Smart Home technology used in the care of elderly people
In a smart home, intelligent systems monitor the health, behaviour and unusual activities of elderly people and can, for example, send out an automatic emergency call in the event of a fall. However, these technologies also raise ethical and social concerns, which are the subject of investigation of this project.
Our project consists of three modules. In module 1, we will closely survey both the elderly people using smart home technology at home or in a nursing home, and their caregivers, who may be family members or health care professionals. Our aim is to determine what the respondents know about these technologies, what they expect to gain from them and how they are generally attuned to them. In module 2, we will question the Swiss population on this topic. We will collect representative data on knowledge, understanding and acceptance of smart home solutions for the care of elderly people. These two modules will serve to generate recommendations based on experience, which we will then refine in a third module using methods of applied ethics.
In the Swiss population, the proportion of elderly people was 18 percent in 2018. For reasons such as rising health costs, it is becoming increasingly difficult to meet the needs of this growing group of citizens. In this context, so-called smart home technologies could offer appropriate solutions, but raise a number of social and ethical questions: Do they encroach too strongly on people’s autonomy? Do they endanger interpersonal contact, a central element of care? How is the data protected?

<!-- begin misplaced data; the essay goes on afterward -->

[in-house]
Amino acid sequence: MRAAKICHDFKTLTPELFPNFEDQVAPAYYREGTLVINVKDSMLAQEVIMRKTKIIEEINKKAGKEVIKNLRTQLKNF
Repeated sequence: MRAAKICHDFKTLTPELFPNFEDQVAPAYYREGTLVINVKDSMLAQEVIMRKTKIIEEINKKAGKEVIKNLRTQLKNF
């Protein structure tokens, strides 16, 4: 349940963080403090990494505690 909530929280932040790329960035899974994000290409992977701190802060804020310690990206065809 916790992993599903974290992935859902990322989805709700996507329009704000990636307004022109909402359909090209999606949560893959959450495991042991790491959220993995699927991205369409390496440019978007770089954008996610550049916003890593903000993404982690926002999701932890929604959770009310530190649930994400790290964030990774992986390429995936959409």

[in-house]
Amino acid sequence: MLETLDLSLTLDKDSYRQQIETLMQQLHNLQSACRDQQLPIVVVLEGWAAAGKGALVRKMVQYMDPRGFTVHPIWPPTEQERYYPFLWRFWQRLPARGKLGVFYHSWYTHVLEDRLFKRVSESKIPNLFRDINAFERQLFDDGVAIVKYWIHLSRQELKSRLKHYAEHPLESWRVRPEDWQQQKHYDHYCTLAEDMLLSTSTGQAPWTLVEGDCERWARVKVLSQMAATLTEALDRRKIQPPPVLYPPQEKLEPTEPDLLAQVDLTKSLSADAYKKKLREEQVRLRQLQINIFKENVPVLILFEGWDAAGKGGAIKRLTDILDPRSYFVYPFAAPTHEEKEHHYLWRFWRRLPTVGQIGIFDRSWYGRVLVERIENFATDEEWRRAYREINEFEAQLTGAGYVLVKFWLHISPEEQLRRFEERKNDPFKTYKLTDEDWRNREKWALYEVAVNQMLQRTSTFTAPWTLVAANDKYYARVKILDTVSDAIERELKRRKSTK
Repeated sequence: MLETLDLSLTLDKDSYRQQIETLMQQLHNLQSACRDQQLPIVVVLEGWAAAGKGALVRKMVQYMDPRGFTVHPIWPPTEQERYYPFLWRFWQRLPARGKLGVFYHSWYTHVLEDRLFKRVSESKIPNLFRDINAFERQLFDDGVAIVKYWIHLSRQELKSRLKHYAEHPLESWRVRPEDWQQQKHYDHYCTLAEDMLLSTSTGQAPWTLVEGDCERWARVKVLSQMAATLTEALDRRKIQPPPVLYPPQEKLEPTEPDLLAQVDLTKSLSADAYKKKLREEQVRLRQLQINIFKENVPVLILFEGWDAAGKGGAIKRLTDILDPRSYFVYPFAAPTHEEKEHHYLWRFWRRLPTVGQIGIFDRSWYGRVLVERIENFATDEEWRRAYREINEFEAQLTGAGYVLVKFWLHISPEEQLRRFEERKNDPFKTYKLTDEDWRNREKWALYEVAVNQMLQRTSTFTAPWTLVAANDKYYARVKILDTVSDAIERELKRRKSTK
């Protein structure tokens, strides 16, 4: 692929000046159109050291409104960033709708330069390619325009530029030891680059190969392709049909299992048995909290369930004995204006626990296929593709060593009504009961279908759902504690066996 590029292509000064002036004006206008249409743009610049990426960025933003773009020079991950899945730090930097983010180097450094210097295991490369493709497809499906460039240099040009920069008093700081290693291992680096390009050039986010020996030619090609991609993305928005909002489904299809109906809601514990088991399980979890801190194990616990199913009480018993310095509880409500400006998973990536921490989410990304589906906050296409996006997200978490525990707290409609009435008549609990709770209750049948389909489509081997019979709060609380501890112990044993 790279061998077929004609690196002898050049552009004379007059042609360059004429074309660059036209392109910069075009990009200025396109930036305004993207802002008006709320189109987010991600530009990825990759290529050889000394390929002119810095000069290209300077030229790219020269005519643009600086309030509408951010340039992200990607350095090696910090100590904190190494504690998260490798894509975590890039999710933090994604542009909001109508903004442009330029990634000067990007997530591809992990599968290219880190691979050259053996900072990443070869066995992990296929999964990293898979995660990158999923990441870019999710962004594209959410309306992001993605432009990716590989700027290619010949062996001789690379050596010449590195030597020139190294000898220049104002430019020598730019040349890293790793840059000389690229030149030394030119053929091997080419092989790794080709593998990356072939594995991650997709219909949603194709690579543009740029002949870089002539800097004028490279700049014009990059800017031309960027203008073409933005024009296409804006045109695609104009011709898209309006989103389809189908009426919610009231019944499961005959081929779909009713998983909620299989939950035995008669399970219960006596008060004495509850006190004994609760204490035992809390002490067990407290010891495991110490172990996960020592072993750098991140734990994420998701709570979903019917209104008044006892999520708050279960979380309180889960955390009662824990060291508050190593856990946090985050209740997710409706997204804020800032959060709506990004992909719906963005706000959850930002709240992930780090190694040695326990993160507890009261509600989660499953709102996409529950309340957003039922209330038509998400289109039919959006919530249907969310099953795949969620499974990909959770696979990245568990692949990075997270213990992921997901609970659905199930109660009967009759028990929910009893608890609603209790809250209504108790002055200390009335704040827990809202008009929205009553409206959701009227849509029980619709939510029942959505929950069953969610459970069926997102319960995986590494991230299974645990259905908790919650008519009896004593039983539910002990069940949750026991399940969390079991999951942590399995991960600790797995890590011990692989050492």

The project has three objectives:
- To understand the main concerns of the elderly and their caregivers and to determine where ethical conflicts arise when such technologies are used for care purposes;
- to create conditions under which smart home technologies are accepted by their current or future users in Switzerland;
- to find ways in which smart home technologies can be developed and used more efficiently and responsibly.
Handing over part of the services provided by human caregivers to smart home technologies is an effective, yet delicate process. We are generating the knowledge required to ensure an ethically reflective use of new technologies in the care of elderly people. We will formulate application-oriented recommendations based on empirical evidence. These can then be implemented by developers to ensure a responsible and value-based development of the required technology.
Smart Homes, Older Adults, and Caregivers: Facilitating social acceptance and negotiating responsibilities [RESOURCE]